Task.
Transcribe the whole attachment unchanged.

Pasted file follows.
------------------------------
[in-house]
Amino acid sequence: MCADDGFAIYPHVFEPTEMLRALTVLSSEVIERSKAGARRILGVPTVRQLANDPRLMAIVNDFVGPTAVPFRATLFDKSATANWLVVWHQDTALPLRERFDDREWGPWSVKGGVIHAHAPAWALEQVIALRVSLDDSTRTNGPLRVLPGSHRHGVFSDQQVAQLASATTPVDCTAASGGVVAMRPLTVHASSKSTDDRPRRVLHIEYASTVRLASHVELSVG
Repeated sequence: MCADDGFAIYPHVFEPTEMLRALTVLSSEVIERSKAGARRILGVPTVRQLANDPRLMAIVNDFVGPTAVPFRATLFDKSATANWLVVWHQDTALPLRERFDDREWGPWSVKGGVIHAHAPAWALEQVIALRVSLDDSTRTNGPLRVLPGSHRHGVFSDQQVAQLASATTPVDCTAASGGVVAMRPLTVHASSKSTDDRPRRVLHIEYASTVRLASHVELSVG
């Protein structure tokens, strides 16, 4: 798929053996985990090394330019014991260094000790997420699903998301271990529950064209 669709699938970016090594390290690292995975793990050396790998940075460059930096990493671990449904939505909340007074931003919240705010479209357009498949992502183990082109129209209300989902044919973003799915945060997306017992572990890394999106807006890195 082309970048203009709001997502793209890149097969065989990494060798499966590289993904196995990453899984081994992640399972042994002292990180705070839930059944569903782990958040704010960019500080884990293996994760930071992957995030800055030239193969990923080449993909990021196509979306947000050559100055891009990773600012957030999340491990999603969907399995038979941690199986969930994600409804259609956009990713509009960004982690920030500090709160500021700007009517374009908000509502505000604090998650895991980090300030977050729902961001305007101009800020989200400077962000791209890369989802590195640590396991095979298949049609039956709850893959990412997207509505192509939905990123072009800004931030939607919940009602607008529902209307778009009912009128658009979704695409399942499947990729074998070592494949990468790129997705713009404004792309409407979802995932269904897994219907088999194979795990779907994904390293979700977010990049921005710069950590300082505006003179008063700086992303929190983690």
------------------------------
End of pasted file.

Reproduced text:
[in-house]
Amino acid sequence: MCADDGFAIYPHVFEPTEMLRALTVLSSEVIERSKAGARRILGVPTVRQLANDPRLMAIVNDFVGPTAVPFRATLFDKSATANWLVVWHQDTALPLRERFDDREWGPWSVKGGVIHAHAPAWALEQVIALRVSLDDSTRTNGPLRVLPGSHRHGVFSDQQVAQLASATTPVDCTAASGGVVAMRPLTVHASSKSTDDRPRRVLHIEYASTVRLASHVELSVG
Repeated sequence: MCADDGFAIYPHVFEPTEMLRALTVLSSEVIERSKAGARRILGVPTVRQLANDPRLMAIVNDFVGPTAVPFRATLFDKSATANWLVVWHQDTALPLRERFDDREWGPWSVKGGVIHAHAPAWALEQVIALRVSLDDSTRTNGPLRVLPGSHRHGVFSDQQVAQLASATTPVDCTAASGGVVAMRPLTVHASSKSTDDRPRRVLHIEYASTVRLASHVELSVG
């Protein structure tokens, strides 16, 4: 798929053996985990090394330019014991260094000790997420699903998301271990529950064209 669709699938970016090594390290690292995975793990050396790998940075460059930096990493671990449904939505909340007074931003919240705010479209357009498949992502183990082109129209209300989902044919973003799915945060997306017992572990890394999106807006890195 082309970048203009709001997502793209890149097969065989990494060798499966590289993904196995990453899984081994992640399972042994002292990180705070839930059944569903782990958040704010960019500080884990293996994760930071992957995030800055030239193969990923080449993909990021196509979306947000050559100055891009990773600012957030999340491990999603969907399995038979941690199986969930994600409804259609956009990713509009960004982690920030500090709160500021700007009517374009908000509502505000604090998650895991980090300030977050729902961001305007101009800020989200400077962000791209890369989802590195640590396991095979298949049609039956709850893959990412997207509505192509939905990123072009800004931030939607919940009602607008529902209307778009009912009128658009979704695409399942499947990729074998070592494949990468790129997705713009404004792309409407979802995932269904897994219907088999194979795990779907994904390293979700977010990049921005710069950590300082505006003179008063700086992303929190983690």